Last week I mentioned the ‘disconnect’ some experience in their encounters with the Church. This is often associated with our greater awareness of shortcomings in the Church which have been compounded by an unhealthy clericalism, limitations of the hierarchical model, a culture of silence, at times a too simplistic outlook on the world, slowness to change, attitudes to women, failures of our leaders and some of those we admired but who failed badly in ministry. 

Keeping things in perspective is a major challenge and I draw great hope from the emphasis of Pope Francis on the theme of Joy in his Apostolic Letters: Evangelii Gaudium – The Joy of the Gospel; Amoris Laetitia – The Joy of Love – on Love in the Family; Gaudete et Exultate – Rejoice and Be Glad – on the Call to Holiness; Laudato Si – Praise be To You – on Care for Our Common Home; Christus Vivit – Christ is Alive! – on Ministry to Young People.

Fr DaveDear Friends,

Last Monday, Prior Provincial Fr Peter Jones met in conversation with our Parish Pastoral Council to share information about the Province and particularly the vision and identity Augustinians bring to parishes – Communion, Interiority, Searching and Love. This identity is expressed in the day-to-day through Community, Liturgy, Formation, Mission and Social Justice.

The Order takes seriously its responsibility to highlight core Augustinian values in ministry as the ‘window’ on the Gospel and the Church. In turn, this applies to our schools where the values of Community, Truth and Love are the centrepiece of Augustinian Education, supported by the other values enunciated in parish ministry above. In Parish and College, this vision needs to remain fresh and alive and this is achieved through Province support of these ministries where various Augustinians work with leaders, staff and College Board members.

A few weeks ago I led an in-service session with the staff of Villanova College, our Augustinian School in Brisbane. In our reflection on Augustinian Charism and Spirituality, we grappled with what it means to be ‘church’ today. Those who are older recalled a quite different view of Church growing up, a different ‘culture’, fine for its time but the world has changed significantly. If the outcomes of our parish conversations here in North Harbour in preparation for the Plenary Council 2020 are any indication, people of all ages are ready for change. This is particularly so in our age where there is significant disillusionment with institutions such as politics, the banks, big business, media and the Church.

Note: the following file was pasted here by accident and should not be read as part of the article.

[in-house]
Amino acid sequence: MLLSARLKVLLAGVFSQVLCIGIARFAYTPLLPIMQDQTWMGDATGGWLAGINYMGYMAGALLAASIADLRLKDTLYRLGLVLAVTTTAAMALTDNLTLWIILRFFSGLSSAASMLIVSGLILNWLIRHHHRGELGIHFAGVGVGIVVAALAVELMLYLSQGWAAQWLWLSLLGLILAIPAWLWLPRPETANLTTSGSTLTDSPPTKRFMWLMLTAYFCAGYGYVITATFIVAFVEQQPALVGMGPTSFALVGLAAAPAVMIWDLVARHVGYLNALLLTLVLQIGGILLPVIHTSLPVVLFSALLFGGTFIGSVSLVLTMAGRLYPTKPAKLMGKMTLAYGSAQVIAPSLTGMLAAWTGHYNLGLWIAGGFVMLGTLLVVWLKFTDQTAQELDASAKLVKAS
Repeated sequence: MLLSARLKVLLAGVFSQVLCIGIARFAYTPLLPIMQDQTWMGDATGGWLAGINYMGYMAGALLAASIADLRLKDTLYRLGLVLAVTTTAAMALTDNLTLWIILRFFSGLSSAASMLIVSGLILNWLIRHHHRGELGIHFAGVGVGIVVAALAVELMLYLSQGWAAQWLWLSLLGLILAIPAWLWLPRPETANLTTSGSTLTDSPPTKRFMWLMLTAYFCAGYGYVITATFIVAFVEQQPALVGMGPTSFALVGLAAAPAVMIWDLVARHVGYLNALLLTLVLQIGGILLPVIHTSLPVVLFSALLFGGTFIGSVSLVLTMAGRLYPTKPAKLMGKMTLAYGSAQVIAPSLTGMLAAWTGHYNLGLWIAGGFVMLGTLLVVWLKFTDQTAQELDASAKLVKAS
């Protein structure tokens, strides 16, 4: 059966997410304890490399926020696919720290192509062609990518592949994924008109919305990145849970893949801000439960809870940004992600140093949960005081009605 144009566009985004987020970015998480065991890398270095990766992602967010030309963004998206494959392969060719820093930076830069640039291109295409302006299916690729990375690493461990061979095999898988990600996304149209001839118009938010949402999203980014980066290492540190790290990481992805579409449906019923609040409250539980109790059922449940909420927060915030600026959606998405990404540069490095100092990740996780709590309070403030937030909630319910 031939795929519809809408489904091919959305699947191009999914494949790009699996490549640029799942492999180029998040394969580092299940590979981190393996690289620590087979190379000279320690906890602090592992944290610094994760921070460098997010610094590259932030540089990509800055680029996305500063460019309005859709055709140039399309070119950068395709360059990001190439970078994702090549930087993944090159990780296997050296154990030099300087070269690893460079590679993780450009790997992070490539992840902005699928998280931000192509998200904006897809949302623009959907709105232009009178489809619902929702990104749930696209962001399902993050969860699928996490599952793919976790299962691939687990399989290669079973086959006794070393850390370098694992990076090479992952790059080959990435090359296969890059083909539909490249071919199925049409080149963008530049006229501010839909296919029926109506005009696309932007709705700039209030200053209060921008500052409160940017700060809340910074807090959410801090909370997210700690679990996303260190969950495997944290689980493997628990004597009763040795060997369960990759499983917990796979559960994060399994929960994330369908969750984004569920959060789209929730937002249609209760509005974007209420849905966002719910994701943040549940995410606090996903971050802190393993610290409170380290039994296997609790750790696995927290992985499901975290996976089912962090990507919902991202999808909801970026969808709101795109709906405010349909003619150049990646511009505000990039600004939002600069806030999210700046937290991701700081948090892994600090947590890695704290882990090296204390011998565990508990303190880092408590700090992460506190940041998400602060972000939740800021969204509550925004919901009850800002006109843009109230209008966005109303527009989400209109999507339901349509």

Fr DaveDear Friends,

           Some years ago, on my way to Buenos Aires for an Augustinian International Laity Gathering, I bought a paper from a young African-American woman in Atlanta Airport. She asked me where I was going and I told her. I then asked her what exciting things she had planned for the weekend. To my surprise, she said, ‘I’m going to church and I’m so excited!’ I thought, ‘Wow! Isn’t that the way it should be for each of us too?’

Whatever church this young lady attends, I suspect she is probably unaware of the core liturgical principle from Vatican II’s Constitution on the Liturgy – ‘The Church earnestly desires that all the faithful be led to that full, conscious and active participation in liturgical celebrations called for by the very nature of the liturgy.’ (Article 14) – yet, I sense that her church lives it!   

This is our weekly challenge as a Parish Community. Full, conscious and active participation invites us to fresh thinking, creativity, affirmation of one another’s gifts, acknowledgement of the varied spiritualities we follow within the Catholic Christian Tradition, and above all, a strong commitment to vibrant and prayerful liturgy so that ‘the Body of Christ will become more so!’

Fr DaveDear Friends,

Our summer holiday period should refresh us but it sometimes brings pain and sadness – these past months the tragic bushfires coinciding with the long drought, then some brief respite with torrential rains, storms and hail in particular areas, often with savage impact on individuals, families, communities, property and life. Our fireys have distinguished themselves yet again, well beyond the call of duty, and those from overseas have put their lives on the line for us and our safety, sometimes at great personal cost to themselves.

While the resilient Aussie spirit has been evident throughout this period, the emotional brokenness will be with us for a long time. As the grass turns green again and the trees sprout their buds, we must take care not to forget the ongoing struggle of individuals and communities that carry the scars of the tragedies and the powerful emotions that live just below the surface. As I enjoyed the luxury of a few weeks off after Christmas I was very aware of so many others in need of a break but unable to access their favourite holiday venues because of the fires.

Last Sunday the Church across the world marked the inaugural celebration of Sunday of the Word of God, promulgated by Pope Francis to remind us of the power of God’s Word and our need to proclaim the Scriptures well and listen prayerfully to the message. I am often in awe at the sharpness of God’s Word in times of crisis, a case in point I recall being the Mass readings the morning after 9/11. The same is true as we face challenging events.

Fr Dave

Dear Friends,